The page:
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In Aphorism 251 in Beyond Good and Evil, Nietzche says:

What is serious for me ... [is] the cultivation of a new caste to rule over Europe.

And according to Nietzschean scholar Ronald Beiner, when he said 'caste' he really meant 'caste' (Kaste); and when he said 'rule', he really meant 'rule' (Regierenden); and of course when he said 'Europe', he meant Europe (N did not appear to have an authentic interest in any other worlds/cultures).

This again, according to Beiner:

is only political innocent only on the assumption that he would never be read by people who took him at his word. We now know that assumption to be untenable.

Did Nietzsche spell out in more concrete terms how this 'caste' were to be chosen? Or did he simply assume that they would choose themselves?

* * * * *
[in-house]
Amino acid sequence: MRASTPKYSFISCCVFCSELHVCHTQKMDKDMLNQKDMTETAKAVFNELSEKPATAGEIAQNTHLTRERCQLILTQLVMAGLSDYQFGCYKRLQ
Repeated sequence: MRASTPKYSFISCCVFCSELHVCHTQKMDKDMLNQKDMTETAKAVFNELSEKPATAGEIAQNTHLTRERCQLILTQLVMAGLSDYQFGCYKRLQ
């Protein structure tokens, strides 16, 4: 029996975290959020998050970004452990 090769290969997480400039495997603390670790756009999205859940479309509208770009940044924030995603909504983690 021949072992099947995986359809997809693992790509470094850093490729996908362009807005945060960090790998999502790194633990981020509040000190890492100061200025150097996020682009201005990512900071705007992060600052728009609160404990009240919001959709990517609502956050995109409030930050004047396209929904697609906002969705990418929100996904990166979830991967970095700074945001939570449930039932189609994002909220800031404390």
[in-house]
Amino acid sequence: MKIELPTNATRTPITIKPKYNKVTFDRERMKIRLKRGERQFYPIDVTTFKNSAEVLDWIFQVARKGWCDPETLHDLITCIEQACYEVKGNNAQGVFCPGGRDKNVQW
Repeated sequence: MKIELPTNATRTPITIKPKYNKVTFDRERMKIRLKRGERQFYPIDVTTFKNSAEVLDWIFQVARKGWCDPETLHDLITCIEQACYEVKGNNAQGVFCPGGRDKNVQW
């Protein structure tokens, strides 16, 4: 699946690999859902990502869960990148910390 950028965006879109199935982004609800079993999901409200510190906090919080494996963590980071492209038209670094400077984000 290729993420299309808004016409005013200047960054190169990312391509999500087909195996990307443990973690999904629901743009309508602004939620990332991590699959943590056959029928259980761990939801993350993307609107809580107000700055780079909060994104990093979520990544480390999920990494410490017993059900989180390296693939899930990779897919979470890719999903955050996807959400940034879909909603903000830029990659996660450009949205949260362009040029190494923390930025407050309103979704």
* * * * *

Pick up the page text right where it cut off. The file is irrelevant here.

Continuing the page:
• what do you mean by 'Kaste' / 'caste'? i took you to mean the root "race" etc., not the meaning, 'class or order'. apologies if i'm wrong. and by 'rule' i assume you mean 'administration of law'; political not cultural etc. authority? – user35983 Jan 18 at 0:50
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    The idea was for "we philosophers", real aristocracy which is basic, simple, hard, ascetic, not gluttonous, etc. Instead, we got the worst out of Nietzsche, decadence. – Gordon Jan 18 at 15:37
  • can a nietzschean ever really argue against social and economic disenfranchisement? @Gordon – another_name Apr 15 at 4:50
  • @another_name We might have more respectable leaders if they really understood Nietzsche. But what we usually get is decadence. – Gordon Apr 16 at 11:13

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